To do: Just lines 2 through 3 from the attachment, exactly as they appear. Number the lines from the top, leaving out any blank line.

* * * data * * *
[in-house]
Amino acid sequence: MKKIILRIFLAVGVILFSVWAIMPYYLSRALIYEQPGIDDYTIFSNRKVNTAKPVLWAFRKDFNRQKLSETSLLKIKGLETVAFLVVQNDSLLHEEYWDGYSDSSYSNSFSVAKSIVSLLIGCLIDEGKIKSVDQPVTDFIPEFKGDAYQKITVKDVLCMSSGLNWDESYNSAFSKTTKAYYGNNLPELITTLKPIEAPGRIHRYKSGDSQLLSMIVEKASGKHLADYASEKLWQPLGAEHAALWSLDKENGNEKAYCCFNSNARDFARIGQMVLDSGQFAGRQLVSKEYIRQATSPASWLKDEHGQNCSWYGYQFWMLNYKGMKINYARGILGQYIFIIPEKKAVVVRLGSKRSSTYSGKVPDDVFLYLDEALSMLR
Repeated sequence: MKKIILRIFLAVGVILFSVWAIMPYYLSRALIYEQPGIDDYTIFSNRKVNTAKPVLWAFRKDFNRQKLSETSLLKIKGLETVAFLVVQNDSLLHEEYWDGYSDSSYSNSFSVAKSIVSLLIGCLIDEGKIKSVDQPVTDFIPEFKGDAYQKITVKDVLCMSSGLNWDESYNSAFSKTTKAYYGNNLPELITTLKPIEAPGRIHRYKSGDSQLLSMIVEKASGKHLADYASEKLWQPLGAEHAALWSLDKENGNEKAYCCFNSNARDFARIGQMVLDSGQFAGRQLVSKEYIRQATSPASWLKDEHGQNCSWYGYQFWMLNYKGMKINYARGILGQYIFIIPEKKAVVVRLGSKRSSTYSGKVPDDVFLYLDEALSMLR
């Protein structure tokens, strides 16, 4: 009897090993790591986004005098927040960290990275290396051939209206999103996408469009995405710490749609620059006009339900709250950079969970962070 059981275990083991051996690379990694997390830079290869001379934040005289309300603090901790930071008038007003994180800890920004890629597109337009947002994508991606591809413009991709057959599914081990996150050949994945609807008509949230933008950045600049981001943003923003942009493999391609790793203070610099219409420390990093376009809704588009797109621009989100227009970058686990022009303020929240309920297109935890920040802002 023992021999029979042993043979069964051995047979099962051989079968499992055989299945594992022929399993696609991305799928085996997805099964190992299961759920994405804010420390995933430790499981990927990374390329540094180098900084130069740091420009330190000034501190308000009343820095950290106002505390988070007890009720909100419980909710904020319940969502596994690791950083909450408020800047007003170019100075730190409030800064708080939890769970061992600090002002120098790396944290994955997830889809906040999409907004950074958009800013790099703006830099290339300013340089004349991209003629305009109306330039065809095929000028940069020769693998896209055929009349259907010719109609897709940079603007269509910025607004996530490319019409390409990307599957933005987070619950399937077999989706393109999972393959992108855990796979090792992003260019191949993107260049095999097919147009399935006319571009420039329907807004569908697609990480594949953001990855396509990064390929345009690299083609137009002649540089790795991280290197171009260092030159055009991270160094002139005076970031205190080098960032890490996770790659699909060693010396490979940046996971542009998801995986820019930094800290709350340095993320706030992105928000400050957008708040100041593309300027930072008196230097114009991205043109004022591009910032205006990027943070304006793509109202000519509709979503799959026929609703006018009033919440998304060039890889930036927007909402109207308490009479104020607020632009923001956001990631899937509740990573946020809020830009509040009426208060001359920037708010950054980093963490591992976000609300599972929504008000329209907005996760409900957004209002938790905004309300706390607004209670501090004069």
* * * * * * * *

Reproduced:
Amino acid sequence: MKKIILRIFLAVGVILFSVWAIMPYYLSRALIYEQPGIDDYTIFSNRKVNTAKPVLWAFRKDFNRQKLSETSLLKIKGLETVAFLVVQNDSLLHEEYWDGYSDSSYSNSFSVAKSIVSLLIGCLIDEGKIKSVDQPVTDFIPEFKGDAYQKITVKDVLCMSSGLNWDESYNSAFSKTTKAYYGNNLPELITTLKPIEAPGRIHRYKSGDSQLLSMIVEKASGKHLADYASEKLWQPLGAEHAALWSLDKENGNEKAYCCFNSNARDFARIGQMVLDSGQFAGRQLVSKEYIRQATSPASWLKDEHGQNCSWYGYQFWMLNYKGMKINYARGILGQYIFIIPEKKAVVVRLGSKRSSTYSGKVPDDVFLYLDEALSMLR
Repeated sequence: MKKIILRIFLAVGVILFSVWAIMPYYLSRALIYEQPGIDDYTIFSNRKVNTAKPVLWAFRKDFNRQKLSETSLLKIKGLETVAFLVVQNDSLLHEEYWDGYSDSSYSNSFSVAKSIVSLLIGCLIDEGKIKSVDQPVTDFIPEFKGDAYQKITVKDVLCMSSGLNWDESYNSAFSKTTKAYYGNNLPELITTLKPIEAPGRIHRYKSGDSQLLSMIVEKASGKHLADYASEKLWQPLGAEHAALWSLDKENGNEKAYCCFNSNARDFARIGQMVLDSGQFAGRQLVSKEYIRQATSPASWLKDEHGQNCSWYGYQFWMLNYKGMKINYARGILGQYIFIIPEKKAVVVRLGSKRSSTYSGKVPDDVFLYLDEALSMLR